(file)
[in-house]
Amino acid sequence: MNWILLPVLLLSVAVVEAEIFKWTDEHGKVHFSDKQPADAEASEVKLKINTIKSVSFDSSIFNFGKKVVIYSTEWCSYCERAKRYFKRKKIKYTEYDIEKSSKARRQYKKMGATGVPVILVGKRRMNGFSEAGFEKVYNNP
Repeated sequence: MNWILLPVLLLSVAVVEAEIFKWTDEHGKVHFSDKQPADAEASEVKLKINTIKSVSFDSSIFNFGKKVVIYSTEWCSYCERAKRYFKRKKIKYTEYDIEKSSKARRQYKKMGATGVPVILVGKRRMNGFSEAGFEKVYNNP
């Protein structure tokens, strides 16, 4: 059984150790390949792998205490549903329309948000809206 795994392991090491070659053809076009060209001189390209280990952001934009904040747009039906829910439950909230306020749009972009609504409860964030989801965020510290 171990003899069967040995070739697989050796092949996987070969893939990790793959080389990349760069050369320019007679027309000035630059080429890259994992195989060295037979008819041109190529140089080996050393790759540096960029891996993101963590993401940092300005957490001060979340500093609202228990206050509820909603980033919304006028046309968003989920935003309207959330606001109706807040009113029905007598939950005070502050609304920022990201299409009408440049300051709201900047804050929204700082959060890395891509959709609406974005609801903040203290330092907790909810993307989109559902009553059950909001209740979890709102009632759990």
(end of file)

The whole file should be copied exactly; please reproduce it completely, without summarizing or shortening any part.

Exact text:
[in-house]
Amino acid sequence: MNWILLPVLLLSVAVVEAEIFKWTDEHGKVHFSDKQPADAEASEVKLKINTIKSVSFDSSIFNFGKKVVIYSTEWCSYCERAKRYFKRKKIKYTEYDIEKSSKARRQYKKMGATGVPVILVGKRRMNGFSEAGFEKVYNNP
Repeated sequence: MNWILLPVLLLSVAVVEAEIFKWTDEHGKVHFSDKQPADAEASEVKLKINTIKSVSFDSSIFNFGKKVVIYSTEWCSYCERAKRYFKRKKIKYTEYDIEKSSKARRQYKKMGATGVPVILVGKRRMNGFSEAGFEKVYNNP
């Protein structure tokens, strides 16, 4: 059984150790390949792998205490549903329309948000809206 795994392991090491070659053809076009060209001189390209280990952001934009904040747009039906829910439950909230306020749009972009609504409860964030989801965020510290 171990003899069967040995070739697989050796092949996987070969893939990790793959080389990349760069050369320019007679027309000035630059080429890259994992195989060295037979008819041109190529140089080996050393790759540096960029891996993101963590993401940092300005957490001060979340500093609202228990206050509820909603980033919304006028046309968003989920935003309207959330606001109706807040009113029905007598939950005070502050609304920022990201299409009408440049300051709201900047804050929204700082959060890395891509959709609406974005609801903040203290330092907790909810993307989109559902009553059950909001209740979890709102009632759990």